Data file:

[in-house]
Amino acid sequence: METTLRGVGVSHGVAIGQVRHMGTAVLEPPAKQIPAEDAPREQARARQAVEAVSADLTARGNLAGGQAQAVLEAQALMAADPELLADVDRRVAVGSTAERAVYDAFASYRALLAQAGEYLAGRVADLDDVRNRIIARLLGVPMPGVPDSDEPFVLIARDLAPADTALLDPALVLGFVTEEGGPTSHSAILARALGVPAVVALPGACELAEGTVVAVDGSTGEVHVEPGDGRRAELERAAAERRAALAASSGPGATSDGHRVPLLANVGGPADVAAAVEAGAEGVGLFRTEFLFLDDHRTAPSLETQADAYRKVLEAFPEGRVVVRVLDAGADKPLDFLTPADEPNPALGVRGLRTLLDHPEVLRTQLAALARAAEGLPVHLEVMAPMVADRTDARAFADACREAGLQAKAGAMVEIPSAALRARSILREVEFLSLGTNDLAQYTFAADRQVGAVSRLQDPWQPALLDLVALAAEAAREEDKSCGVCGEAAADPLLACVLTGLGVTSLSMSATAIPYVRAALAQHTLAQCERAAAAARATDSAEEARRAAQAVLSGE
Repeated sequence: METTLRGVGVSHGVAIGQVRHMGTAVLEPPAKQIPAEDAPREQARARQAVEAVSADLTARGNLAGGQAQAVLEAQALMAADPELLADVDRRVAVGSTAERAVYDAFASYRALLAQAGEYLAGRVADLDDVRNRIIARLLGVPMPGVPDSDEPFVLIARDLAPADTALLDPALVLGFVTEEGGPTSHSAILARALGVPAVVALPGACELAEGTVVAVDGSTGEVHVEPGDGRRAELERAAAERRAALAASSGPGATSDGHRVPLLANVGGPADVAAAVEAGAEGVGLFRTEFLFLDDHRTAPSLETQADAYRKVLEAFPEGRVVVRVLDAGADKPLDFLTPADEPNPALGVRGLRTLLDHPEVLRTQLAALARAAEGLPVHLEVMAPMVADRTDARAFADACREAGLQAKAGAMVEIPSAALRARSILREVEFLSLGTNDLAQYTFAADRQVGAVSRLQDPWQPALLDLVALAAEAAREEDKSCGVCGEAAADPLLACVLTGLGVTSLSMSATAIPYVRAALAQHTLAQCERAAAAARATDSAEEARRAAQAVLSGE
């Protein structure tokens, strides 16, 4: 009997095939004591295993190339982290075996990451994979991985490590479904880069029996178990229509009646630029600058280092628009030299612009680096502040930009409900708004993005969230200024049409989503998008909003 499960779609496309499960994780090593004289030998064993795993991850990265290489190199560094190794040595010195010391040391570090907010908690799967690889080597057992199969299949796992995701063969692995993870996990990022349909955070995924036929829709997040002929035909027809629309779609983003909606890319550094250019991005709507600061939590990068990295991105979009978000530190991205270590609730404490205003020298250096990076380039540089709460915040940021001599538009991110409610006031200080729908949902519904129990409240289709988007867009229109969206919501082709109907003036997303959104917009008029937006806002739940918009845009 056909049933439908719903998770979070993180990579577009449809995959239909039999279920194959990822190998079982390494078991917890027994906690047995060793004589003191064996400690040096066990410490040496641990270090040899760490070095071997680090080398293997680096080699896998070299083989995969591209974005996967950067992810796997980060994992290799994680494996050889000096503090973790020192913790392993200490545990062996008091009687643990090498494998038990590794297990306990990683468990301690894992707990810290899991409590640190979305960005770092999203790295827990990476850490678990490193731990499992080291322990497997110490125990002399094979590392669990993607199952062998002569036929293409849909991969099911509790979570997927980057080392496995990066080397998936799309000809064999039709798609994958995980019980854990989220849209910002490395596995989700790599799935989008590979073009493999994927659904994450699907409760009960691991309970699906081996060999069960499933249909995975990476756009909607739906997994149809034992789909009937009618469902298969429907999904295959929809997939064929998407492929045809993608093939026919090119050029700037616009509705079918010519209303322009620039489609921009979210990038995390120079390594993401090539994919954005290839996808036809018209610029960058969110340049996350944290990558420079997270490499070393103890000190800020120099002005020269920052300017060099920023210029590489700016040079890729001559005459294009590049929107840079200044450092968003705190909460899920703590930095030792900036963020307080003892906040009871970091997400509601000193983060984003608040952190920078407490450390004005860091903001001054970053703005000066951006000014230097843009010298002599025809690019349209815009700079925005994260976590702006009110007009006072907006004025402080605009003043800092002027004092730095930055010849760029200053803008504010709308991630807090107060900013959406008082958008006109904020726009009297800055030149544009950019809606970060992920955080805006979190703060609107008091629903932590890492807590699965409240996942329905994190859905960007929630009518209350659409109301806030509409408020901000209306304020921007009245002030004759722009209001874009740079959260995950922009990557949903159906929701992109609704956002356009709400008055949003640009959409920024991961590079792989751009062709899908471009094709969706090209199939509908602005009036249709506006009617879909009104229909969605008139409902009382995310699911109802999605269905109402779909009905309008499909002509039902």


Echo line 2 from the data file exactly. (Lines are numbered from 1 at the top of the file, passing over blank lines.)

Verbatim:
Amino acid sequence: METTLRGVGVSHGVAIGQVRHMGTAVLEPPAKQIPAEDAPREQARARQAVEAVSADLTARGNLAGGQAQAVLEAQALMAADPELLADVDRRVAVGSTAERAVYDAFASYRALLAQAGEYLAGRVADLDDVRNRIIARLLGVPMPGVPDSDEPFVLIARDLAPADTALLDPALVLGFVTEEGGPTSHSAILARALGVPAVVALPGACELAEGTVVAVDGSTGEVHVEPGDGRRAELERAAAERRAALAASSGPGATSDGHRVPLLANVGGPADVAAAVEAGAEGVGLFRTEFLFLDDHRTAPSLETQADAYRKVLEAFPEGRVVVRVLDAGADKPLDFLTPADEPNPALGVRGLRTLLDHPEVLRTQLAALARAAEGLPVHLEVMAPMVADRTDARAFADACREAGLQAKAGAMVEIPSAALRARSILREVEFLSLGTNDLAQYTFAADRQVGAVSRLQDPWQPALLDLVALAAEAAREEDKSCGVCGEAAADPLLACVLTGLGVTSLSMSATAIPYVRAALAQHTLAQCERAAAAARATDSAEEARRAAQAVLSGE